Patients with extensive ulcerative colitis (UC) of more than 8 years duration have an increased risk of colorectal cancer which approximates 1% per year of colitis. Thus, a patient who has 20 years of UC will have a neoplastic risk that approximates 20%. The current standard of practice in all patients with longstanding :UC is to perform lifeHong colonoscopic surveillance for colorectal cancer. There are major problems regarding surveillance including: 1) the large surface area of the colon;2):dysplasia may arise anywhere within this large area and frequently produces no endoscopically visible lesion;3) the diagnosis of dysplasia in inflammatory, bowel disease is a subjective interpretation and requires an experienced pathologist forsptimum accuracy;Nearly half of a million people have UC iWIhe United States;cancer surveillance in these patients is costly, time intensive, recurrent (every 1-2 years), and life-long. The long term objectives of this research are to better understand the molecular mechanisms of neoplastic progression in (UC)and to use this knowledge for improved surveillance of curable cancer and its precursors. Our previous studies have made it clear that even the non-dysplastic mucosa is genetically abnormal in UC patients who have nebplasia. In fact, the entire colon appears to show genetic instability in UC patients with cancer or dysplasia. We believe that this information is central to understanding the underlying causes of neoplastic progression and for developing new methods for cancer surveillance of UC patients. Such new methods could change the face of clinical care for these patients and their providers. Our goals remain to better understand the genomic changes during earcinogenesis in UC, and to use this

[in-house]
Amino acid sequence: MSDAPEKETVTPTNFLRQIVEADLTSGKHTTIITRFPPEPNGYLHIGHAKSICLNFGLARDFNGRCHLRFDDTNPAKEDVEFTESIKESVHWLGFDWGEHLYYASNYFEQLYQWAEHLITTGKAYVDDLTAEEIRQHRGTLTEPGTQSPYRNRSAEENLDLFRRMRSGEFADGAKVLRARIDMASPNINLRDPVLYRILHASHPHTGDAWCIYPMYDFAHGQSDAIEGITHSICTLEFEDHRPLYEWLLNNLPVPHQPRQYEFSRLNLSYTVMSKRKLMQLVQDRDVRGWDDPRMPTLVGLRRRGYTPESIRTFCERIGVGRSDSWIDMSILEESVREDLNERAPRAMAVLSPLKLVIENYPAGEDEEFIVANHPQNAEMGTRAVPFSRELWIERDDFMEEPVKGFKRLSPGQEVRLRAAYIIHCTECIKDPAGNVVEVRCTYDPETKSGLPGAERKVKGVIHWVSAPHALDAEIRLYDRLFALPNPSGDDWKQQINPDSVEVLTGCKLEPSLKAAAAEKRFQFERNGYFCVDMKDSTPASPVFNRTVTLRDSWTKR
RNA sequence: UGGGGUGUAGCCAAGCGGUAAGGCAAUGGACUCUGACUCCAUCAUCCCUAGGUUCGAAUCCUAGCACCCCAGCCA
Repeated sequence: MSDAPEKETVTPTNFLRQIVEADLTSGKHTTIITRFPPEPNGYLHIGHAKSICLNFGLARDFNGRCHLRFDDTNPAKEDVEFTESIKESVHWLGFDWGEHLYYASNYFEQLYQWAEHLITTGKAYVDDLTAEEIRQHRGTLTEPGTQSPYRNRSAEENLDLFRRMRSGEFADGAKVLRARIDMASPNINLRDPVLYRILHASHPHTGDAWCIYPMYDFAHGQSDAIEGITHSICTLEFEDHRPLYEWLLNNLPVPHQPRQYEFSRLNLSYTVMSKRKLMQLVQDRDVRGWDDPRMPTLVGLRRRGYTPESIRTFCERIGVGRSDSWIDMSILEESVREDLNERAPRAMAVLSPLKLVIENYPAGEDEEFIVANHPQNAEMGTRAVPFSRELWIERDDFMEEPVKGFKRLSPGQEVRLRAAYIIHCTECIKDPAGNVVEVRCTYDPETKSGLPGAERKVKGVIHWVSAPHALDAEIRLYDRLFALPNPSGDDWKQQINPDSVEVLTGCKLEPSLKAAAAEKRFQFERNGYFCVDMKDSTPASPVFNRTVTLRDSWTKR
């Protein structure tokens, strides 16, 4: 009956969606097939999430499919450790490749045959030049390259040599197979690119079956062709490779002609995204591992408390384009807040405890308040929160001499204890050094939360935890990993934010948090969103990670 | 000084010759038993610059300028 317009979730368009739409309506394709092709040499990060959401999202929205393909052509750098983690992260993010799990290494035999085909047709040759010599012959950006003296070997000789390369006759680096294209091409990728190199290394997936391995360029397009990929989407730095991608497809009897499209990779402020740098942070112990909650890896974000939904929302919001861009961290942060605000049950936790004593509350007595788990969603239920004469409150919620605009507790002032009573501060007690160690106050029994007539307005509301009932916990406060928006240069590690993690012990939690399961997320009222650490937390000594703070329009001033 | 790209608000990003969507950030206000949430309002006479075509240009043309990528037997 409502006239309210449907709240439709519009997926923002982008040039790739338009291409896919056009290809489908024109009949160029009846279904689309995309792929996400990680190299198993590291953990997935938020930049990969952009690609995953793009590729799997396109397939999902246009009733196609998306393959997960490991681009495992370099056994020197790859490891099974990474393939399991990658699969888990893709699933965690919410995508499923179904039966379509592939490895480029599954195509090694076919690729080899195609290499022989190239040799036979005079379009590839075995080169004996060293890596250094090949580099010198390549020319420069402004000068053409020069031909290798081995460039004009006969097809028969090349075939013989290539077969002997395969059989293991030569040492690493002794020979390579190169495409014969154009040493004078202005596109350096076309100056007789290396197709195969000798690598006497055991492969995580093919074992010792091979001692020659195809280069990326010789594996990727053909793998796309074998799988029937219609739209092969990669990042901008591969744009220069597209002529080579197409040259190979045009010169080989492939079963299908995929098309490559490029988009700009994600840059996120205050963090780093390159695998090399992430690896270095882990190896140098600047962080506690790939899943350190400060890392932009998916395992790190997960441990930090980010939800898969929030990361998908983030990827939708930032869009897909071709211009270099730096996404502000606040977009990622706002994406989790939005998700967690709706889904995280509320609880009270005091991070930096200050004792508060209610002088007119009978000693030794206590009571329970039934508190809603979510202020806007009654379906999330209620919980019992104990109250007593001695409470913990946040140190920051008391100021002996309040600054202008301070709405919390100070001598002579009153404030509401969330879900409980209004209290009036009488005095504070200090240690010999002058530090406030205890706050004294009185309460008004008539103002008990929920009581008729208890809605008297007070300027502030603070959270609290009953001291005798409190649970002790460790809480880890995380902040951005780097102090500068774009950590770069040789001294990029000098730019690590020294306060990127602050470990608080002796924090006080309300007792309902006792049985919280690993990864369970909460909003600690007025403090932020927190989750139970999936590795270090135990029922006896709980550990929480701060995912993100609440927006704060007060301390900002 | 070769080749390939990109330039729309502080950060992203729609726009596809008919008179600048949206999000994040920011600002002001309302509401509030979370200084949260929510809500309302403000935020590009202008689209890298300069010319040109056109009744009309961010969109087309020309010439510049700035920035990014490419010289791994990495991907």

Agency
National Institute of Health (NIH)
Institute
National Cancer Institute (NCI)
Type
Research Project (R01)
Project #
5R01CA068124-15
Application #
7741235
Study Section
Gastrointestinal Mucosal Pathobiology Study Section (GMPB)
Program Officer
Wagner, Paul D
Project Start
1995-07-25
Project End
2011-12-31
Budget Start
2010-04-23
Budget End
2011-12-31
Support Year
15
Fiscal Year
2010
Total Cost
$353,987
Indirect Cost
Name
University of Washington
Department
Pathology
Type
Schools of Medicine
DUNS #
605799469
City
Seattle
State
WA
Country
United States
Zip Code
98195
Salk, Jesse J; Bansal, Aasthaa; Lai, Lisa A et al. (2013) Clonal expansions and short telomeres are associated with neoplasia in early-onset, but not late-onset, ulcerative colitis. Inflamm Bowel Dis 19:2593-602
Ussakli, Cigdem Himmetoglu; Ebaee, Anoosheh; Binkley, Jennifer et al. (2013) Mitochondria and tumor progression in ulcerative colitis. J Natl Cancer Inst 105:1239-48
Zisman, Timothy L; Bronner, Mary P; Rulyak, Stephen et al. (2012) Prospective study of the progression of low-grade dysplasia in ulcerative colitis using current cancer surveillance guidelines. Inflamm Bowel Dis :
Lai, Lisa A; Risques, Rosa Ana; Bronner, Mary P et al. (2012) Pan-colonic field defects are detected by CGH in the colons of UC patients with dysplasia/cancer. Cancer Lett 320:180-8
Risques, Rosa Ana; Lai, Lisa A; Himmetoglu, Cigdem et al. (2011) Ulcerative colitis-associated colorectal cancer arises in a field of short telomeres, senescence, and inflammation. Cancer Res 71:1669-79
May, Damon; Pan, Sheng; Crispin, David A et al. (2011) Investigating neoplastic progression of ulcerative colitis with label-free comparative proteomics. J Proteome Res 10:200-9
Bronner, Mary P; Skacel, Marek; Crispin, David A et al. (2010) Array-based comparative genomic hybridization in ulcerative colitis neoplasia: single non-dysplastic biopsies distinguish progressors from non-progressors. Mod Pathol 23:1624-33
Salk, Jesse J; Salipante, Stephen J; Risques, Rosa Ana et al. (2009) Clonal expansions in ulcerative colitis identify patients with neoplasia. Proc Natl Acad Sci U S A 106:20871-6
Brentnall, Teresa A; Pan, Sheng; Bronner, Mary P et al. (2009) Proteins That Underlie Neoplastic Progression of Ulcerative Colitis. Proteomics Clin Appl 3:1326
Risques, Rosa Ana; Lai, Lisa A; Brentnall, Teresa A et al. (2008) Ulcerative colitis is a disease of accelerated colon aging: evidence from telomere attrition and DNA damage. Gastroenterology 135:410-8

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